Oculus suggested this week that the 4 camera setup increases sensor range well beyond that of the standard Windows Mixed Reality headset, which now use 2 cameras. This new headset also includes a mesh fabric that conforms to your face, elastic straps, and an all new custom optical design that include next-gen lenses.
What we do know is that the Go contains a fast-switching LCD “screen” (read: eyepieces) with a combined resolution of 2560 x 1440 pixels, which should help reduce the grainy “screen door effect” common to mobile VR. The lenses are even better than the ones now used for the Oculus Rift, offering “significantly reduced glare”. The processor and the display are built in to this headset – as are speakers and web connectivity. There is, however, a 3.5mm headphone jack for users to connect their wired headphones for private listening. Currently, the API is only open to Gear VR developers but Oculus says both Explore and its API will release for the Oculus Rift in 2018. The new headset will start shipping early next year. No word yet on price as its still early days, but expect something close to the hefty $599/£599 of the original Rift.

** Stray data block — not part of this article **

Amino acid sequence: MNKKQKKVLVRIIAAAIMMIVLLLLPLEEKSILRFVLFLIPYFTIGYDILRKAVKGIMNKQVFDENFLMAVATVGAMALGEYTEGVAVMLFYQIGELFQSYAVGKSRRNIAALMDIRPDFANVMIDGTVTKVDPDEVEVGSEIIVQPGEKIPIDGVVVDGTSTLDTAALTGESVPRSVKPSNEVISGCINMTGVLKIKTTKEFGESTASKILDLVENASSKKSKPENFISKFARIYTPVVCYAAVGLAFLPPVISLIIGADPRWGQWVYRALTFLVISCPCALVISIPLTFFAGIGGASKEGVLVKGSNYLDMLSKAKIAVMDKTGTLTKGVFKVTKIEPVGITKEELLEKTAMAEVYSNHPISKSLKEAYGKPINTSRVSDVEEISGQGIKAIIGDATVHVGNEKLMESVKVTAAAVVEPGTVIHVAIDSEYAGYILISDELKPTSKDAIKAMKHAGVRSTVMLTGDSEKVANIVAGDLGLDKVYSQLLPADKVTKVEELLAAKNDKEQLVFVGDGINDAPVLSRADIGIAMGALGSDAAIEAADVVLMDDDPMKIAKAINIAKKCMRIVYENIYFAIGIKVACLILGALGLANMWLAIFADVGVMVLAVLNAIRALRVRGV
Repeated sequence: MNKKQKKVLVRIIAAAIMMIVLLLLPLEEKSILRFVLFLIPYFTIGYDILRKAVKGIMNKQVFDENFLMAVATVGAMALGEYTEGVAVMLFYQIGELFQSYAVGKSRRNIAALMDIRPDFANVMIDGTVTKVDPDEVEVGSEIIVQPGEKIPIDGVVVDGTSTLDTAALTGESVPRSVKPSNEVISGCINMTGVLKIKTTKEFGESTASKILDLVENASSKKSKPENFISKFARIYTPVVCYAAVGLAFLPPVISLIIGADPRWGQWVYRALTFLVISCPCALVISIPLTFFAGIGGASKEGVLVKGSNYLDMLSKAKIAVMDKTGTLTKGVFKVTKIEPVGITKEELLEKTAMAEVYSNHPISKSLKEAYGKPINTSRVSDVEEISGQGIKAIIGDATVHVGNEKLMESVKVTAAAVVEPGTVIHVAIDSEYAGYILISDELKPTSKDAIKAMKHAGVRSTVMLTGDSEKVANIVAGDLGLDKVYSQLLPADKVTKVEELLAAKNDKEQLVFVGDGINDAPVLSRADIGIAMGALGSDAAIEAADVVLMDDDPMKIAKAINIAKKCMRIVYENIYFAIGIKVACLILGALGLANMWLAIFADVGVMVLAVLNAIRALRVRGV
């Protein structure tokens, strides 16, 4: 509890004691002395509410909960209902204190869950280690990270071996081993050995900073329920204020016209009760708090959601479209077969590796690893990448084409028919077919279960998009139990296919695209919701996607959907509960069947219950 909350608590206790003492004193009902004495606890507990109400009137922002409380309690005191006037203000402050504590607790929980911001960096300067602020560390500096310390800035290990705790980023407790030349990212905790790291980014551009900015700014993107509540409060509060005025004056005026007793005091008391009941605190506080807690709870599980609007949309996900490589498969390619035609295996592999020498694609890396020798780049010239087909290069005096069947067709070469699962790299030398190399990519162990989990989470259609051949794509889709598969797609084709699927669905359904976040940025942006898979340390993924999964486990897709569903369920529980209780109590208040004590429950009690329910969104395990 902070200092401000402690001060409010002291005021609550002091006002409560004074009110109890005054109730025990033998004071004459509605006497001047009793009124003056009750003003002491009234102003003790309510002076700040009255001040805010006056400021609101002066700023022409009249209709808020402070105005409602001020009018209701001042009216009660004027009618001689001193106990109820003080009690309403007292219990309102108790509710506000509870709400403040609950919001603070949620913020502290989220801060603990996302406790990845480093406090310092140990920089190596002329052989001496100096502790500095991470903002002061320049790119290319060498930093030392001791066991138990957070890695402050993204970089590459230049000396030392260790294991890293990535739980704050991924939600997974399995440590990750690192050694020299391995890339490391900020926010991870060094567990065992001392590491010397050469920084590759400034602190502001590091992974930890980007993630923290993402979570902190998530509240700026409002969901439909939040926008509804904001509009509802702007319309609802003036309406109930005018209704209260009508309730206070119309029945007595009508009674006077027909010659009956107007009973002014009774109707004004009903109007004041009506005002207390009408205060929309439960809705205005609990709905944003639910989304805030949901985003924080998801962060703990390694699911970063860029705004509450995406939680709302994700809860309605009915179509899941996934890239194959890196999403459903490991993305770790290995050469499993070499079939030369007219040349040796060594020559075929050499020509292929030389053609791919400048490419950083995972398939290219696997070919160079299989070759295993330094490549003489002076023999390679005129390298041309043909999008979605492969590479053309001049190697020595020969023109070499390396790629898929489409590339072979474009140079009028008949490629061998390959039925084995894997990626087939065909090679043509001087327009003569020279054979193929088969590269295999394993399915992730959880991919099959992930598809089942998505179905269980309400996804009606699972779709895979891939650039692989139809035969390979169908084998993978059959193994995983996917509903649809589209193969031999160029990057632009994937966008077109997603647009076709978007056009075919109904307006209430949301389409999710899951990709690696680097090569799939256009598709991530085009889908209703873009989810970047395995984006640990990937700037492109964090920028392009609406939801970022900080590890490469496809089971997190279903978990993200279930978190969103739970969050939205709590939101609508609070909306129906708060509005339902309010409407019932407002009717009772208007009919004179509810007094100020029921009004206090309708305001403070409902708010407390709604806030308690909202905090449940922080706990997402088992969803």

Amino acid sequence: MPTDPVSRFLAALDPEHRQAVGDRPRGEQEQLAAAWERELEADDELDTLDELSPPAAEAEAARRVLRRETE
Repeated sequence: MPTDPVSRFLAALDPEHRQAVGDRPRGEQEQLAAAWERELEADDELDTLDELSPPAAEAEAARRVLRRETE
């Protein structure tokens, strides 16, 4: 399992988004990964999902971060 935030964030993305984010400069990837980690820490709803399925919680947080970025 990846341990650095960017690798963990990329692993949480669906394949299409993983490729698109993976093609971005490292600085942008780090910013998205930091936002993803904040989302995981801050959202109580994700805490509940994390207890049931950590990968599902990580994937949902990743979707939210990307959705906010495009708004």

That’s how much the Facebook CEO shelled out in 2014 to purchase Oculus from its founders (for comparison’s sake Facebook paid $1 billion for Instagram). But that headset is years out and will probably cost more than $199. Oculus says the Go’s controller provides the same inputs as the Gear VR’s motion controller.
“I think you’re going to see these a lot on aeroplanes because it’s way better than the back-of-the-seat monitor or my phone”, Mike Schroepfer, Facebook’s chief technology officer, said in an interview.
The Rift Bundle is now available at a new permanent price of $399. The upcoming update brings loads of new features including the ability to customise Oculus Homewith environments, decor and interactive gadgets.
In years passed, he’s showed an app called Spaces that you can use to look at immersive videos and photos with friends.
Oculus Go could give the company a relatively high-level VR experience but without the high price of equipment, which includes the secondary cost of a computer powerful enough to run the technology.